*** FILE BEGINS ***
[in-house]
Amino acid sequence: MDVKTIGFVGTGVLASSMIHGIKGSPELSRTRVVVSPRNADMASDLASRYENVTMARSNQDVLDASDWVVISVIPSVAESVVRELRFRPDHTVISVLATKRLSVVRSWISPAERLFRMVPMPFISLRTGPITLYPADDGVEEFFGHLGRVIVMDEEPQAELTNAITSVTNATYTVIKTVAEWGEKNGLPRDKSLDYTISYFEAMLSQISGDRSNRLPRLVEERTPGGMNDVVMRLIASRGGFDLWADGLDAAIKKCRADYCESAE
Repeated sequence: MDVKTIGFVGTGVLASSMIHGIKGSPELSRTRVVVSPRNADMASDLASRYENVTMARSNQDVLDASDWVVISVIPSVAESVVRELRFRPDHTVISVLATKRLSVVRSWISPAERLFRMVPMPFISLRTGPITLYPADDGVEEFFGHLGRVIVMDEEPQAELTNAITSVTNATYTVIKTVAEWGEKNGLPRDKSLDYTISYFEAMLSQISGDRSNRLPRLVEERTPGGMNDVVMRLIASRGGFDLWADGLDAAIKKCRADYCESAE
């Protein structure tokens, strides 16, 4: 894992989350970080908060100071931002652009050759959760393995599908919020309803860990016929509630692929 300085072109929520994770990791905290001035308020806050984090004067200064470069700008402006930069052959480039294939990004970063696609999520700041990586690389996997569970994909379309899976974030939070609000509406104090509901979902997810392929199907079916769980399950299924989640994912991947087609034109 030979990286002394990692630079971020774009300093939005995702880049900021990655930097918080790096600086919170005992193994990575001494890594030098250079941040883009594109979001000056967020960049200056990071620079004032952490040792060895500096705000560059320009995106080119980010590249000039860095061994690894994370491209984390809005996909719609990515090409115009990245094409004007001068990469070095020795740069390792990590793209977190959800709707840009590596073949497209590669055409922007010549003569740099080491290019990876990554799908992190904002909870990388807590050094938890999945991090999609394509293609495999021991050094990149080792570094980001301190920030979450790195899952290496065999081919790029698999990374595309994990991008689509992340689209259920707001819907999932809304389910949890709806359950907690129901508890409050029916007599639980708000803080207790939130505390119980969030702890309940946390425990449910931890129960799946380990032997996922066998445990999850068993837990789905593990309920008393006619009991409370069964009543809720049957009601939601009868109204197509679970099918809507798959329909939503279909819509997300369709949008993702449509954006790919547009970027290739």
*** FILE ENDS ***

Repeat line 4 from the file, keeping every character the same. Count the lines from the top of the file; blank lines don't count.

């Protein structure tokens, strides 16, 4: 894992989350970080908060100071931002652009050759959760393995599908919020309803860990016929509630692929 300085072109929520994770990791905290001035308020806050984090004067200064470069700008402006930069052959480039294939990004970063696609999520700041990586690389996997569970994909379309899976974030939070609000509406104090509901979902997810392929199907079916769980399950299924989640994912991947087609034109 030979990286002394990692630079971020774009300093939005995702880049900021990655930097918080790096600086919170005992193994990575001494890594030098250079941040883009594109979001000056967020960049200056990071620079004032952490040792060895500096705000560059320009995106080119980010590249000039860095061994690894994370491209984390809005996909719609990515090409115009990245094409004007001068990469070095020795740069390792990590793209977190959800709707840009590596073949497209590669055409922007010549003569740099080491290019990876990554799908992190904002909870990388807590050094938890999945991090999609394509293609495999021991050094990149080792570094980001301190920030979450790195899952290496065999081919790029698999990374595309994990991008689509992340689209259920707001819907999932809304389910949890709806359950907690129901508890409050029916007599639980708000803080207790939130505390119980969030702890309940946390425990449910931890129960799946380990032997996922066998445990999850068993837990789905593990309920008393006619009991409370069964009543809720049957009601939601009868109204197509679970099918809507798959329909939503279909819509997300369709949008993702449509954006790919547009970027290739």